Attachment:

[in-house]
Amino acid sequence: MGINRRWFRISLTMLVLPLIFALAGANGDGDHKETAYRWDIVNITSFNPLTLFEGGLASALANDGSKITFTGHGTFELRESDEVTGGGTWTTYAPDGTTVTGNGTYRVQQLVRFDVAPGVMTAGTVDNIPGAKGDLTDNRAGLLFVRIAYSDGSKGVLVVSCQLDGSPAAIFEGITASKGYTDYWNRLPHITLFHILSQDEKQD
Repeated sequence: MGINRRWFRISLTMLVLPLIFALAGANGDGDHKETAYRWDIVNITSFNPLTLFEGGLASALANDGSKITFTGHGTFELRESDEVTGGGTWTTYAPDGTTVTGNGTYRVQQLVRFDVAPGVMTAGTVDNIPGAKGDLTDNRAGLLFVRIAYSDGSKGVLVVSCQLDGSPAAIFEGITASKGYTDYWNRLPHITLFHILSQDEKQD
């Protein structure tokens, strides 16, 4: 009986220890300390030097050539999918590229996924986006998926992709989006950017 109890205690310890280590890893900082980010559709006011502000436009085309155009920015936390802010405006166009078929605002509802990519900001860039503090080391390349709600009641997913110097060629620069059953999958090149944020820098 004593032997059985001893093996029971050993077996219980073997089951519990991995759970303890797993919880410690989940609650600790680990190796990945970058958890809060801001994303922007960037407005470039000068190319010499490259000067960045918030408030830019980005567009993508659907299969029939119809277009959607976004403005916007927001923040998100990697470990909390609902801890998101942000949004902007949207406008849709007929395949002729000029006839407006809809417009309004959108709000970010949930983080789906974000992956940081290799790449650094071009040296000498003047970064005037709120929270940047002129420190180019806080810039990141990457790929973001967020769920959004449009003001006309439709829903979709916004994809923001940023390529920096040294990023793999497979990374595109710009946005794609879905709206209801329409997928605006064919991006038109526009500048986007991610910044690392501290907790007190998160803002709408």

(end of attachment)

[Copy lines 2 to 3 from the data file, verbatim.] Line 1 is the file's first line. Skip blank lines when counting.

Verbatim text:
Amino acid sequence: MGINRRWFRISLTMLVLPLIFALAGANGDGDHKETAYRWDIVNITSFNPLTLFEGGLASALANDGSKITFTGHGTFELRESDEVTGGGTWTTYAPDGTTVTGNGTYRVQQLVRFDVAPGVMTAGTVDNIPGAKGDLTDNRAGLLFVRIAYSDGSKGVLVVSCQLDGSPAAIFEGITASKGYTDYWNRLPHITLFHILSQDEKQD
Repeated sequence: MGINRRWFRISLTMLVLPLIFALAGANGDGDHKETAYRWDIVNITSFNPLTLFEGGLASALANDGSKITFTGHGTFELRESDEVTGGGTWTTYAPDGTTVTGNGTYRVQQLVRFDVAPGVMTAGTVDNIPGAKGDLTDNRAGLLFVRIAYSDGSKGVLVVSCQLDGSPAAIFEGITASKGYTDYWNRLPHITLFHILSQDEKQD